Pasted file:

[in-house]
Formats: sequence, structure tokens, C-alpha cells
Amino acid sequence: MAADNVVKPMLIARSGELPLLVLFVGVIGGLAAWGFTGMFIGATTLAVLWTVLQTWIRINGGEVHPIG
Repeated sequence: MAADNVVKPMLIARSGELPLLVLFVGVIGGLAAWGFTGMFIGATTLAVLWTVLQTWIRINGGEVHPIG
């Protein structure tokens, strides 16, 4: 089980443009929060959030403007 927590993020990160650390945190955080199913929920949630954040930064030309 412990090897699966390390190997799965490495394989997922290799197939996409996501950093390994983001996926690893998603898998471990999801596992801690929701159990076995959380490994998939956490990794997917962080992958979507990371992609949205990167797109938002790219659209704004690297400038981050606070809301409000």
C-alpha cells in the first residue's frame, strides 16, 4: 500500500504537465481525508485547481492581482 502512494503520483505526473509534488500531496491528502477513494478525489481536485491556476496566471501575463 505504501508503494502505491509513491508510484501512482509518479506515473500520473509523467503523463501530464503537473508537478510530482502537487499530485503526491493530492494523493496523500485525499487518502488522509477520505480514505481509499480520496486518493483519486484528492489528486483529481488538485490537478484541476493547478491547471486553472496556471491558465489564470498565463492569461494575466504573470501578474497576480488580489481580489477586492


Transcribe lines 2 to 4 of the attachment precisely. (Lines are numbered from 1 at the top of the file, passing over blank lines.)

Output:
Formats: sequence, structure tokens, C-alpha cells
Amino acid sequence: MAADNVVKPMLIARSGELPLLVLFVGVIGGLAAWGFTGMFIGATTLAVLWTVLQTWIRINGGEVHPIG
Repeated sequence: MAADNVVKPMLIARSGELPLLVLFVGVIGGLAAWGFTGMFIGATTLAVLWTVLQTWIRINGGEVHPIG